I saw the mommy spider spin the egg sac on 21 August, and this morning, the 6th of September, they finally emerged. These are Parasteatoda tepidariorum — note the leopard pattern on the abdomen. That’ll turn into a more complex mottling as they get older. Also see how the legs are mostly pale, but with distinct bands.

Steatoda triangulosa has a longer incubation time of 30 days, and the spiderlings emerge with pale abdomens and black, hairy legs.

The important thing about this is that we can nail down how long the incubation period for both species is under our specific culturing conditions. Now we wait for the Steatoda borealis egg sac to hatch out so we know its incubation period. Then…comparative embryology!

By the way, the lab was hectic this morning, with 150 tiny baby spiders, each about 3/4 of a millimeter long, emerging all at once and immediately trying to disperse. There was a cloud of barely visible dots all radiating out instantly from the locus of their home vial, while I was frantically trying to gather up individuals and put them in separate containers. Some, I’m sure, escaped.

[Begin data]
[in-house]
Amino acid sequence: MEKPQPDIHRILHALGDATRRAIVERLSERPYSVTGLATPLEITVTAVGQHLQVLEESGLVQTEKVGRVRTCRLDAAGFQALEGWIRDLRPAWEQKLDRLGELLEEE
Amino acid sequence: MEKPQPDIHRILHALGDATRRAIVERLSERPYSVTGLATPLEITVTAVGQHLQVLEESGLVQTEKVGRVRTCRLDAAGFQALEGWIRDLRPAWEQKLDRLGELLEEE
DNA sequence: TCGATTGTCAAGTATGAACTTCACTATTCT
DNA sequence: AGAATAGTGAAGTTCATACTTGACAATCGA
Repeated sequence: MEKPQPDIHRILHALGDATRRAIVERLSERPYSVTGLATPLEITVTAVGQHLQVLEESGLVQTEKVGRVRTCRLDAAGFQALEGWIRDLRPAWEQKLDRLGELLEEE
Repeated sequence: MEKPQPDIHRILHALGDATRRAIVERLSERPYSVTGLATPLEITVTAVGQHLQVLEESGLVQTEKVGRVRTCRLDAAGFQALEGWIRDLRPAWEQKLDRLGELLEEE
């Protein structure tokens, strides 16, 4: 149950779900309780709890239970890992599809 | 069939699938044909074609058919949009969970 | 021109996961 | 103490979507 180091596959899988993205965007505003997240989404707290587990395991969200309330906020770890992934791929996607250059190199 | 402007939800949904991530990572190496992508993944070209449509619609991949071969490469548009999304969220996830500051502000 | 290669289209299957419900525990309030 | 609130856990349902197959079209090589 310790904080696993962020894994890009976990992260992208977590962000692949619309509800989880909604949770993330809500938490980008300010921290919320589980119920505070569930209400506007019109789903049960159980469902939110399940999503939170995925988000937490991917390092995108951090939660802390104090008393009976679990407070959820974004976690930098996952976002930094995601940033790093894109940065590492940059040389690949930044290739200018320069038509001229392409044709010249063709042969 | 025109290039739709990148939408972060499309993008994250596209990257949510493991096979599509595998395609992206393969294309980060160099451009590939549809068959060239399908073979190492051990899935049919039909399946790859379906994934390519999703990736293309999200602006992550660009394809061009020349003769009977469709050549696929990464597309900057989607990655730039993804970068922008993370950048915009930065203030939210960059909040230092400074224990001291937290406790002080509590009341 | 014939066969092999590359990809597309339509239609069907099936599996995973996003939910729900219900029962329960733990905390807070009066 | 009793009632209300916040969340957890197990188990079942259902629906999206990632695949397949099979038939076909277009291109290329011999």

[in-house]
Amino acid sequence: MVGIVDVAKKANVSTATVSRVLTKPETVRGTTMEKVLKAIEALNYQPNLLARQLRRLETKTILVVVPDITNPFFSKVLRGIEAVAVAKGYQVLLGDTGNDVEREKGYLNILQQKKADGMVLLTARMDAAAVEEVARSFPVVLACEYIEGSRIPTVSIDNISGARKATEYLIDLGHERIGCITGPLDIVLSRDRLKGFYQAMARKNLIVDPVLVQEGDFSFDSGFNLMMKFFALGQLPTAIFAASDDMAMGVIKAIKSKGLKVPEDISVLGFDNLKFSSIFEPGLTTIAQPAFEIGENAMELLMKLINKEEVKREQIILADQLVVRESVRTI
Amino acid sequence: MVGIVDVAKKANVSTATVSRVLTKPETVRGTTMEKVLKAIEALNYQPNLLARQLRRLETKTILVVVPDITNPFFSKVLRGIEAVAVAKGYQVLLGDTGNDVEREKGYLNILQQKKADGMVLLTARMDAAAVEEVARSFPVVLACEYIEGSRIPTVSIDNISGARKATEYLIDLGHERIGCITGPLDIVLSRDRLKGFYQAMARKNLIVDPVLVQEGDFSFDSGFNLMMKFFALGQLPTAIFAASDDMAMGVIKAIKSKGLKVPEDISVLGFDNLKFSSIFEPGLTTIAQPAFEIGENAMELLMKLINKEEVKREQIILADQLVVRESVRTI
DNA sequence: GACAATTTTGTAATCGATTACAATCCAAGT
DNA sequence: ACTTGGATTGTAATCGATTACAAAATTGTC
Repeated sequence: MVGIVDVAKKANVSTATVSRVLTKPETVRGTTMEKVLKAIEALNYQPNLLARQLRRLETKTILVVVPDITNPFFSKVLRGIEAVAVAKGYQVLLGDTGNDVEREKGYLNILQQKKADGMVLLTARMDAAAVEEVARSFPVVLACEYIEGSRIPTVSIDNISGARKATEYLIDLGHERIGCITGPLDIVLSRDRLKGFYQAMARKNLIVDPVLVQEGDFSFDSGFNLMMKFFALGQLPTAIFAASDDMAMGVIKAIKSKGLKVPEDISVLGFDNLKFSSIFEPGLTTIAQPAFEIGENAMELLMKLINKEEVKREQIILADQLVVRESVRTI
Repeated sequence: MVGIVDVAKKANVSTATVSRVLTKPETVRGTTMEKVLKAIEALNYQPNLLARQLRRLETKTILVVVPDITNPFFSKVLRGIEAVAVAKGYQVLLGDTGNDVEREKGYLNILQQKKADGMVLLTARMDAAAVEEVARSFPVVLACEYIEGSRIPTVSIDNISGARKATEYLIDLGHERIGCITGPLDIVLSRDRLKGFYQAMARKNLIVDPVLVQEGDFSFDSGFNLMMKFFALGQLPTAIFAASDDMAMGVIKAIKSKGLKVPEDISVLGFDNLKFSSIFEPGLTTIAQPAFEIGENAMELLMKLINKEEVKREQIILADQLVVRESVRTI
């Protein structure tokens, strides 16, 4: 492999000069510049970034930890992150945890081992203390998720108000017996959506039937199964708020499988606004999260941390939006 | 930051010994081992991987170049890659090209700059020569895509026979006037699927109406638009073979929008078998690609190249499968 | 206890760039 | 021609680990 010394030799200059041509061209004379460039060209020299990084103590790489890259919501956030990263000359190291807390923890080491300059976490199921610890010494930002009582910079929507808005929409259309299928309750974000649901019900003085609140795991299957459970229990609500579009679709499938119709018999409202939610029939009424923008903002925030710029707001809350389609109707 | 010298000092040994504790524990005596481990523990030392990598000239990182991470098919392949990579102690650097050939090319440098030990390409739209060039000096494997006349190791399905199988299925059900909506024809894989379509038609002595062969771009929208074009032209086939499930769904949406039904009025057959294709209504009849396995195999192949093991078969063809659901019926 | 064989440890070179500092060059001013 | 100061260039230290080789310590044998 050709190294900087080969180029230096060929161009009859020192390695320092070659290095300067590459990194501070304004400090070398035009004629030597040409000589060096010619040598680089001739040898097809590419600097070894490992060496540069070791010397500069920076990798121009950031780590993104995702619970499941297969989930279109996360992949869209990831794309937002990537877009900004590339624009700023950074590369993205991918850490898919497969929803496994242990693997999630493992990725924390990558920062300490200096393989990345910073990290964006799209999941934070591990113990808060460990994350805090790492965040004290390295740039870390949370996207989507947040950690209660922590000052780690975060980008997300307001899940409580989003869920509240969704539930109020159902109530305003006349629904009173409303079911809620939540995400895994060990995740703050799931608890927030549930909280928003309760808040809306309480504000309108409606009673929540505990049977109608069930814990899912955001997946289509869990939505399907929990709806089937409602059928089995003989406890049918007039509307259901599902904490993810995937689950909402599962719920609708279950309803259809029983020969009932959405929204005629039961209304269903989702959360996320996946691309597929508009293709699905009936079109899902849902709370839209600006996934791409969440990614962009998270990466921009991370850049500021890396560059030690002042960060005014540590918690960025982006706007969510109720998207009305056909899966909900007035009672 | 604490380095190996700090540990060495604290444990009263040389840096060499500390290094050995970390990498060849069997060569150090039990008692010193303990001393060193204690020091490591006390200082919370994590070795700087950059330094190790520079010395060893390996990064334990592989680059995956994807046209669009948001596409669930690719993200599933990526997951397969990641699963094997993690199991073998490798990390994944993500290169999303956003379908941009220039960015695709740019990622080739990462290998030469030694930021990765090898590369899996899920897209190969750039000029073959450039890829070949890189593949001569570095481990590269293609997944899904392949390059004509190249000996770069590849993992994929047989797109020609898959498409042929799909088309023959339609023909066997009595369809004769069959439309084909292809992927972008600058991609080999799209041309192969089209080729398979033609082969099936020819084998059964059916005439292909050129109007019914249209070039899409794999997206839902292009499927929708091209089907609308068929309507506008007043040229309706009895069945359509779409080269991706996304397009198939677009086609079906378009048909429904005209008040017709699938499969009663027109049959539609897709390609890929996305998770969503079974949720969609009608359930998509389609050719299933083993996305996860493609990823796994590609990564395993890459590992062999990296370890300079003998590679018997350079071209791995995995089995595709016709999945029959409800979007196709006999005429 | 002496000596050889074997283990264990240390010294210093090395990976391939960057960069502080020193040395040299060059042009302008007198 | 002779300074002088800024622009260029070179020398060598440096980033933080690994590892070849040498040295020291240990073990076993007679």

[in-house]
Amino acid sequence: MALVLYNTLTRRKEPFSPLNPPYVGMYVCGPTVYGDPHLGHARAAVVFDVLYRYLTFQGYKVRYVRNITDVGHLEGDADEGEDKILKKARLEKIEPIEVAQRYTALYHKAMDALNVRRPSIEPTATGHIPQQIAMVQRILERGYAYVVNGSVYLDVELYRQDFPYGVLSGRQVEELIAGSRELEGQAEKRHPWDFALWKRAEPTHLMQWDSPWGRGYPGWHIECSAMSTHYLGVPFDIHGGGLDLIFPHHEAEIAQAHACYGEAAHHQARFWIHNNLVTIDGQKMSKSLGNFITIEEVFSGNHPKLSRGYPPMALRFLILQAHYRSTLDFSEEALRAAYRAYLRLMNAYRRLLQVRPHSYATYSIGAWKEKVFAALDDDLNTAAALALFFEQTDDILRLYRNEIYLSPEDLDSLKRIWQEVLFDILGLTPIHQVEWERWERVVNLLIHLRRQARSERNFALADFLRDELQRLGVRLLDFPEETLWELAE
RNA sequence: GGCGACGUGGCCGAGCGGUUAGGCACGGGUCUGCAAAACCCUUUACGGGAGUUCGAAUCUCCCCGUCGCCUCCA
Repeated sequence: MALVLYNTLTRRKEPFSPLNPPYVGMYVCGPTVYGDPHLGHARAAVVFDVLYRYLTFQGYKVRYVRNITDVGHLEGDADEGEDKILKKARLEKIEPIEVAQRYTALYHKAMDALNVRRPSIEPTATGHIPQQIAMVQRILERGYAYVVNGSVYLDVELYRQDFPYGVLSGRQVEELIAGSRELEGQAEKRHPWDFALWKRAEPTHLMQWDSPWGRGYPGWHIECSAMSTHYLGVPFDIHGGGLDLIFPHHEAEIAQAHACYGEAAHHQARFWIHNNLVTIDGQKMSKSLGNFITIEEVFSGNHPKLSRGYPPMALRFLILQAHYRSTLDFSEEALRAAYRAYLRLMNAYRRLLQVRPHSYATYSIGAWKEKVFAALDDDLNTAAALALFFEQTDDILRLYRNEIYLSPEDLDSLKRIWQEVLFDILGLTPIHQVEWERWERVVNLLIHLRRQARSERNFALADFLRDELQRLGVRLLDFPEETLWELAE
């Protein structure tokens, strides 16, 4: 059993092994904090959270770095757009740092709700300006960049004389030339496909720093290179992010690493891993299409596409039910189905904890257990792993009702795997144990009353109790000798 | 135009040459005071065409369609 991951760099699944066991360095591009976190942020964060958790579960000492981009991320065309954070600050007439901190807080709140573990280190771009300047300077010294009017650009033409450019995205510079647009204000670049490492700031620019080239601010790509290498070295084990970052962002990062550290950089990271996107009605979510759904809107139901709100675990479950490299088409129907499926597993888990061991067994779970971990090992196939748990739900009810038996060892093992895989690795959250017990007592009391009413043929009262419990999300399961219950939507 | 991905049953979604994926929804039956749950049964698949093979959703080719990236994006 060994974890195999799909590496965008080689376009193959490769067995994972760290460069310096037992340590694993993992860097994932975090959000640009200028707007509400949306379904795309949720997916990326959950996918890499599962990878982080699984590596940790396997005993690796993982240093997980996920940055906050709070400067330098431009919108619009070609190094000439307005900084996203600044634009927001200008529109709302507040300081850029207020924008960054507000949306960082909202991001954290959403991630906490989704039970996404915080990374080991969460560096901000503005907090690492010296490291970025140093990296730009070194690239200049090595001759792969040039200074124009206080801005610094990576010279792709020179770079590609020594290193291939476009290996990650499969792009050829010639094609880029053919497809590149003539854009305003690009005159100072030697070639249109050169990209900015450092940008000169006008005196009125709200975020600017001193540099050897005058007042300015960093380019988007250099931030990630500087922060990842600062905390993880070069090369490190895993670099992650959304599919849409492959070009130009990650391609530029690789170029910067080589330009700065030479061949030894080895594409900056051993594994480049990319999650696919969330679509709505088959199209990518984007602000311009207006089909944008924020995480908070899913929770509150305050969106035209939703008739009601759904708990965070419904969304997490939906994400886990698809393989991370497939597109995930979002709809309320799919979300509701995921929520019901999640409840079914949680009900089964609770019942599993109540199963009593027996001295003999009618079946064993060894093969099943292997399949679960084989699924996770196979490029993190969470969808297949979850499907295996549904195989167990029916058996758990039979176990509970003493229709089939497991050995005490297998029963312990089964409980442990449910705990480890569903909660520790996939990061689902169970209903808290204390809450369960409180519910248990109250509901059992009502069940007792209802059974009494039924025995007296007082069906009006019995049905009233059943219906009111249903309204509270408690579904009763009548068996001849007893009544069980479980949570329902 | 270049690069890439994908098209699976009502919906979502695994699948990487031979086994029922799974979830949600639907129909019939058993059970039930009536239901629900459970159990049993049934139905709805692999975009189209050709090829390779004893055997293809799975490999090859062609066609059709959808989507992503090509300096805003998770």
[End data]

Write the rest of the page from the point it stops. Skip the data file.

Hmmm, is it ever a good thing when a scientist says that?

Since I avoid posting spiders here, you’ll have to go to Patreon or Instagram to see the baby picture.


  1. says

    No, lab leaks are never good. But I would only really worry if you accidentally get locked in the lab with one of your experiments. You may get some super powers, and have an enjoyable rampage or two, but in the end, it will be your downfall.

  2. wzrd1 says

    I dunno. Spider Man, Hulk, don’t see much downfall there. ;)
    Then, there’s me, the Phenomenal Bulk, no downfall possible. Hard to have a downfall, when one cannot be budged against one’s will.